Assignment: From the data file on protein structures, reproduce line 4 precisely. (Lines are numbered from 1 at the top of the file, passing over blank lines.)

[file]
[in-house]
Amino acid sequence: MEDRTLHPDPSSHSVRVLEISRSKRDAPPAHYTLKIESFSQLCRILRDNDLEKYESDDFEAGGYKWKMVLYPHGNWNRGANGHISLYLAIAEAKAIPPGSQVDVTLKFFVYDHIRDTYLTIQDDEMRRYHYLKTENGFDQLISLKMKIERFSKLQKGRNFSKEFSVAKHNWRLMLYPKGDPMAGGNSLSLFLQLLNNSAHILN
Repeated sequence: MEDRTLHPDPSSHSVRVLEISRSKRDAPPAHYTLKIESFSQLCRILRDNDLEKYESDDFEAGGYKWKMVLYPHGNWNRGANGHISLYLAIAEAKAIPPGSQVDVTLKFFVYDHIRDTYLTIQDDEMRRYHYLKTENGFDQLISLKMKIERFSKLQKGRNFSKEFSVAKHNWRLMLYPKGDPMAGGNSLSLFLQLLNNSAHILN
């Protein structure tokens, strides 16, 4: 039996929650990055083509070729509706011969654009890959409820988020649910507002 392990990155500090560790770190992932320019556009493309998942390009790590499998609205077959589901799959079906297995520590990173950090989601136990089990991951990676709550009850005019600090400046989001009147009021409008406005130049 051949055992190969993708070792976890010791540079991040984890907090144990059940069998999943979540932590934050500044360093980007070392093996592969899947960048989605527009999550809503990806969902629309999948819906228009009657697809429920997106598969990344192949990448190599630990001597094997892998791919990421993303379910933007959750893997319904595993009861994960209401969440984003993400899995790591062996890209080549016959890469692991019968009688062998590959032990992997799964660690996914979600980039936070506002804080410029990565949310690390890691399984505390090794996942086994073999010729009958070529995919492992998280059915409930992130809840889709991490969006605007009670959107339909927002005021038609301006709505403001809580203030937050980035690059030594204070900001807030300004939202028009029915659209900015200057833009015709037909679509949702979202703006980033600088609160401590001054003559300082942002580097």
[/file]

């Protein structure tokens, strides 16, 4: 039996929650990055083509070729509706011969654009890959409820988020649910507002 392990990155500090560790770190992932320019556009493309998942390009790590499998609205077959589901799959079906297995520590990173950090989601136990089990991951990676709550009850005019600090400046989001009147009021409008406005130049 051949055992190969993708070792976890010791540079991040984890907090144990059940069998999943979540932590934050500044360093980007070392093996592969899947960048989605527009999550809503990806969902629309999948819906228009009657697809429920997106598969990344192949990448190599630990001597094997892998791919990421993303379910933007959750893997319904595993009861994960209401969440984003993400899995790591062996890209080549016959890469692991019968009688062998590959032990992997799964660690996914979600980039936070506002804080410029990565949310690390890691399984505390090794996942086994073999010729009958070529995919492992998280059915409930992130809840889709991490969006605007009670959107339909927002005021038609301006709505403001809580203030937050980035690059030594204070900001807030300004939202028009029915659209900015200057833009015709037909679509949702979202703006980033600088609160401590001054003559300082942002580097």